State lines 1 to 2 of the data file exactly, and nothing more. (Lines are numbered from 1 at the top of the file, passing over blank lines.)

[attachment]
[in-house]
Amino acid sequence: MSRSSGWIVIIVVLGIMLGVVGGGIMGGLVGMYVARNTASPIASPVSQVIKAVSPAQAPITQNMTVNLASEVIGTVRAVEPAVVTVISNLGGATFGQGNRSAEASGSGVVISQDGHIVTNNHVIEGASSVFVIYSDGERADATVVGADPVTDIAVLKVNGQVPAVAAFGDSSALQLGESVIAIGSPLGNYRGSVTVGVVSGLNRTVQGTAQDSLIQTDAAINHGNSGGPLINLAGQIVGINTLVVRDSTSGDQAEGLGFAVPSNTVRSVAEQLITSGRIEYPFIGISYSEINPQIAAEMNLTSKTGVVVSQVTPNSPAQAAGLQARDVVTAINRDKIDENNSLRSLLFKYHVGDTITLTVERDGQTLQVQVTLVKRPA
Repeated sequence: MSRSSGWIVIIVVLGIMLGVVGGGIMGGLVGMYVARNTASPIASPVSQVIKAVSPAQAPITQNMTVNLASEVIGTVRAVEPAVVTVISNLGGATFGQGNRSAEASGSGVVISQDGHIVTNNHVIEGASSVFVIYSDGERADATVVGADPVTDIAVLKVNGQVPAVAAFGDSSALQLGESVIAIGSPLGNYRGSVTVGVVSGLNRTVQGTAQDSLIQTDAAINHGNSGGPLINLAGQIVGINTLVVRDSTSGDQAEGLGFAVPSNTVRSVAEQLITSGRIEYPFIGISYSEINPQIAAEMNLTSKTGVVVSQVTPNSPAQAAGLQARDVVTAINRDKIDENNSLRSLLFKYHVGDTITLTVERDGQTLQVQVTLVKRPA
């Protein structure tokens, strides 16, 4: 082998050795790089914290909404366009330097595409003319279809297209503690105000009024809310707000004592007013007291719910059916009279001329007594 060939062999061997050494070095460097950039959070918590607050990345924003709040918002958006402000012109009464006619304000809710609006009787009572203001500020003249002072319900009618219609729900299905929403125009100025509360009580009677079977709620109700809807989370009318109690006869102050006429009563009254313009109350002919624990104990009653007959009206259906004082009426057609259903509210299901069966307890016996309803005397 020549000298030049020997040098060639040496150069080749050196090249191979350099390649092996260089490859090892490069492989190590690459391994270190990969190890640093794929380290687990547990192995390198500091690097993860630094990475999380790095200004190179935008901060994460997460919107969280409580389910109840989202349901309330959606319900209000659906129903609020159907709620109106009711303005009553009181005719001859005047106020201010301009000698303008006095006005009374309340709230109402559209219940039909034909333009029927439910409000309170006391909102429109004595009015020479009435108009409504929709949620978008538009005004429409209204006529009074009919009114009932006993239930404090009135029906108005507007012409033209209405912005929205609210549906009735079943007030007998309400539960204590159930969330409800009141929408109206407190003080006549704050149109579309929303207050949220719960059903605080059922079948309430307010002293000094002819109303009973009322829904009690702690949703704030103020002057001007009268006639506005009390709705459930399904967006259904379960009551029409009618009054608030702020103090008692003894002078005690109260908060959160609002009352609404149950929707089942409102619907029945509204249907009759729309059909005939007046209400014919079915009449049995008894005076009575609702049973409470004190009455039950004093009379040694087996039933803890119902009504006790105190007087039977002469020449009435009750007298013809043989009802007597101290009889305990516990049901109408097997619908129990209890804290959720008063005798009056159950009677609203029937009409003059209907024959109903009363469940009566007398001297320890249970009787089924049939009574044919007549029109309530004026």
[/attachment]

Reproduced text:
[in-house]
Amino acid sequence: MSRSSGWIVIIVVLGIMLGVVGGGIMGGLVGMYVARNTASPIASPVSQVIKAVSPAQAPITQNMTVNLASEVIGTVRAVEPAVVTVISNLGGATFGQGNRSAEASGSGVVISQDGHIVTNNHVIEGASSVFVIYSDGERADATVVGADPVTDIAVLKVNGQVPAVAAFGDSSALQLGESVIAIGSPLGNYRGSVTVGVVSGLNRTVQGTAQDSLIQTDAAINHGNSGGPLINLAGQIVGINTLVVRDSTSGDQAEGLGFAVPSNTVRSVAEQLITSGRIEYPFIGISYSEINPQIAAEMNLTSKTGVVVSQVTPNSPAQAAGLQARDVVTAINRDKIDENNSLRSLLFKYHVGDTITLTVERDGQTLQVQVTLVKRPA